Fish may be the battle of the summer. There is huge scope here for both sides to cut their noses off to spite their faces: both in terms of scuppering the wider deal but also in ensuring a lose-lose both for their fishers and for their fish consumers. But this is the ultimate identity symbolism versus economic rationality debate – and where we end up will show which is likely to come out on top.
The other big gulf is on the form of the agreement. The EU wants to avoid a Swiss style arrangement with multiple treaties and a governance gap – and sees an overarching association agreement as a means of fending off demands for the same treatment from other third countries who have so-called MFN clauses in their existing agreements.
The UK wants a set of independent agreements each with their own dispute resolution processes to ensure that the EU cannot punish UK transgressions under one heading by action on another where it may be more vulnerable.
The EU also wants the ECJ to stay the ultimate interpreter of EU law. That will be the EU’s reddest line – but one where there are workarounds. Even the EU accepts the ECJ will not be the final arbiter in disputes under the future agreement.
EU voices are already denouncing the UK deal as cherry picking. But it is picking from an already established fruit bowl and is miles away from anything the UK wanted under Theresa May.
The UK accepts there will be checks, friction and formalities, even as it seeks ways of reducing them (though bizarrely it is only now asking for business views on the economic impact of their proposals – a case of lighting the blue touchpaper and standing well back).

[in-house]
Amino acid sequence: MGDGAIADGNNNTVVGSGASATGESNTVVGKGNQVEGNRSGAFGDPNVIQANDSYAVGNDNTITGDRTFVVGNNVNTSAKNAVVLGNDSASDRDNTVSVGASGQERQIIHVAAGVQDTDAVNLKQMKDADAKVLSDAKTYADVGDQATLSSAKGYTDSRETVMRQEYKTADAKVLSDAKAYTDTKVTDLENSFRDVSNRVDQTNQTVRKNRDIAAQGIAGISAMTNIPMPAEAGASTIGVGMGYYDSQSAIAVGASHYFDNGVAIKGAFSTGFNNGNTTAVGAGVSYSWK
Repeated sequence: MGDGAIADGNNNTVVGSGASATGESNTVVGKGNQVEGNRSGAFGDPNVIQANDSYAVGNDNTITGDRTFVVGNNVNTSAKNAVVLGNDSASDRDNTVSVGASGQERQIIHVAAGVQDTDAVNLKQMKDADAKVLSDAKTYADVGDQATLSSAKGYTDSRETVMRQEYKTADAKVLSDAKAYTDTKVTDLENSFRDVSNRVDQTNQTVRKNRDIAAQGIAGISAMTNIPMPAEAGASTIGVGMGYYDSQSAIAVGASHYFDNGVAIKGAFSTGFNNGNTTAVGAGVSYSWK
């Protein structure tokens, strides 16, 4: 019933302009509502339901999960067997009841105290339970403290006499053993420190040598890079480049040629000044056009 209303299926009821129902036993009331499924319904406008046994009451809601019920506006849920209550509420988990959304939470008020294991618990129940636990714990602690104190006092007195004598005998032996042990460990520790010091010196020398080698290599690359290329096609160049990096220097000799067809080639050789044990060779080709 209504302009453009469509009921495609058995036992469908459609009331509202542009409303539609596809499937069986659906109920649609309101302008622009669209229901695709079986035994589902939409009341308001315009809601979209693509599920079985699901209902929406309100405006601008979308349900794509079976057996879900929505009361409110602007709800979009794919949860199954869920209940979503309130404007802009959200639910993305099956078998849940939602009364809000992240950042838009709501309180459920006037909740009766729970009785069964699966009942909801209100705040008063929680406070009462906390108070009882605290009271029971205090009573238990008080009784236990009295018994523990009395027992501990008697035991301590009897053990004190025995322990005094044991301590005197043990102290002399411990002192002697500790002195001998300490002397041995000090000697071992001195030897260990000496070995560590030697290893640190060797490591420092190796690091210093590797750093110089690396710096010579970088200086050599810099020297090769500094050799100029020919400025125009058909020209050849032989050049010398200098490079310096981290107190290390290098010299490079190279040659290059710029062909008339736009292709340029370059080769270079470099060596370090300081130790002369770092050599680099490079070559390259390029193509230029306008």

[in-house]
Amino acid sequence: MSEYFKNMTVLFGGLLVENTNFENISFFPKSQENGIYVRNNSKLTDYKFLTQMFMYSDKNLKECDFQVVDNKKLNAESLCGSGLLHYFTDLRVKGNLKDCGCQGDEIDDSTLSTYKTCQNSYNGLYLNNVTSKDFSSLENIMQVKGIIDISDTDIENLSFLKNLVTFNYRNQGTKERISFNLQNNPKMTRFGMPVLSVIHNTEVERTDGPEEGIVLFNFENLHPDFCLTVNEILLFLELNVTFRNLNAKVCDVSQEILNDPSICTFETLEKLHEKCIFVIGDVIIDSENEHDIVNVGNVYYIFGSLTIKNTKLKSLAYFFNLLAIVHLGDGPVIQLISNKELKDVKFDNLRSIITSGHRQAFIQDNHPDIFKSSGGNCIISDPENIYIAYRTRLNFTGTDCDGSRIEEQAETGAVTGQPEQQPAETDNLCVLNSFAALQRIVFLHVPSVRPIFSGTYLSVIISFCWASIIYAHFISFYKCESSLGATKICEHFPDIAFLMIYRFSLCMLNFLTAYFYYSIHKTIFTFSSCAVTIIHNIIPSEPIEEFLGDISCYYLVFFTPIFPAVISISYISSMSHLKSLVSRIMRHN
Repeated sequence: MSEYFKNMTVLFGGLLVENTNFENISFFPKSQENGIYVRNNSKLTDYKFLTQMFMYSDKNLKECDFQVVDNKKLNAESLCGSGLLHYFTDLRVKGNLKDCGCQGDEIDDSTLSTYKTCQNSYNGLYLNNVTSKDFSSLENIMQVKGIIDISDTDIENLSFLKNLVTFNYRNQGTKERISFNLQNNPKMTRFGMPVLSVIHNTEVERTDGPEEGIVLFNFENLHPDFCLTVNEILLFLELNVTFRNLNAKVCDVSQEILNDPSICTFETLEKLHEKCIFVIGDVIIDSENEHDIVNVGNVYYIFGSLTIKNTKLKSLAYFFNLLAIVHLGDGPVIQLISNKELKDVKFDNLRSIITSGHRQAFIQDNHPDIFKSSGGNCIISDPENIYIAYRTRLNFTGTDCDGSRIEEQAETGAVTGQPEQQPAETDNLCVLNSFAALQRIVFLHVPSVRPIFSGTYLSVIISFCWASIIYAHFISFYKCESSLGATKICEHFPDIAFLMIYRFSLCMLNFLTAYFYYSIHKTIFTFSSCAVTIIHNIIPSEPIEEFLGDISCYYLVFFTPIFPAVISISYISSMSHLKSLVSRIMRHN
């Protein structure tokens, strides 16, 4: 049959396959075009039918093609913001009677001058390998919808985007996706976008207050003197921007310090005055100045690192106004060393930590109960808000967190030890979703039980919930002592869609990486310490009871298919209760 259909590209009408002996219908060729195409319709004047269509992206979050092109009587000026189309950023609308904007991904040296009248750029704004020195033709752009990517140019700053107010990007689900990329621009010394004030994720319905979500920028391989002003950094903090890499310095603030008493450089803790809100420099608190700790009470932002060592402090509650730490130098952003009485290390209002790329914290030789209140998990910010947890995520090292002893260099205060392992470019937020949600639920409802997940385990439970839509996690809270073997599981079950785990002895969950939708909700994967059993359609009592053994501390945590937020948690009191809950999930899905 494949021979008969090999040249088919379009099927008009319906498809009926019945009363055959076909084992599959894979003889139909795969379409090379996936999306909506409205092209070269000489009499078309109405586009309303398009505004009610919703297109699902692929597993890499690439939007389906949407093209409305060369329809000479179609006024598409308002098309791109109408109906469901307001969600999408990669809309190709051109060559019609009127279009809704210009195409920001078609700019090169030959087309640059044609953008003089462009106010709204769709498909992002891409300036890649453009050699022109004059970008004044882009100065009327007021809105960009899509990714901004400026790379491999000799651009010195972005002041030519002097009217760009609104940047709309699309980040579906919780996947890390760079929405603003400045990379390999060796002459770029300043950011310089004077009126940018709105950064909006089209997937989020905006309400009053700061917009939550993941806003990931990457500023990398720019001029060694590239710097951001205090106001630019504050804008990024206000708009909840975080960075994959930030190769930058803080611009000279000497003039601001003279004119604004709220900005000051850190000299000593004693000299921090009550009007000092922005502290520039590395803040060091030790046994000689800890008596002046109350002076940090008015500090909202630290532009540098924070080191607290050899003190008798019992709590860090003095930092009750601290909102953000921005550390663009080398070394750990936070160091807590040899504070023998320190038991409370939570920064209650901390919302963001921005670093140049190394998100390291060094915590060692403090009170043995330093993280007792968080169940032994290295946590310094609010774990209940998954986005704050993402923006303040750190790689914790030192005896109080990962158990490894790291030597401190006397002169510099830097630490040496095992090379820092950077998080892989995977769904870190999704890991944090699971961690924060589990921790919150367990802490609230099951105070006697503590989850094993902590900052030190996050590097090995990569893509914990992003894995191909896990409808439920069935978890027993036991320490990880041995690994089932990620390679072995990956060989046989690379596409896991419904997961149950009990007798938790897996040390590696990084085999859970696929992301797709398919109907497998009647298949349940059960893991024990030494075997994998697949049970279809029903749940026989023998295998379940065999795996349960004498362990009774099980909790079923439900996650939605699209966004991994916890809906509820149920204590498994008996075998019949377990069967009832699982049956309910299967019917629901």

Talk of leaving the single market and customs union and yet retaining the “exact same benefits” is a distant memory. It means ministers have accepted (even if they can’t bring themselves to say it) a hard border in the Irish Sea.
In the autumn, the UK showed it could move from its firm commitments to do a deal. But the EU showed it could also be pragmatic: it traded a (potentially) forever guarantee of no hard border in the backstop for a frontstop with a unilateral exit mechanism and took a bet that Stormont would never vote for a hard border in the island of Ireland.
Whether we end up with a deal or not depends on two things.
First: is the EU prepared to take a bet that, for all its rhetoric, a “sovereign” post-Brexit UK won’t look hugely different from the one it has been used to living with for the last 47 years – and if it does, the EU has the means to defend itself?
Second, in the absence of the parliamentary pressure which forced no deal off the table last year, is the government prepared to take some domestic political hits to avoid leaving the EU on what it now dubs “Australia-style terms” – but which is really the more familiar trading with our largest partner on WTO terms.
By Jill Rutter, senior fellow at The UK in a Changing Europe.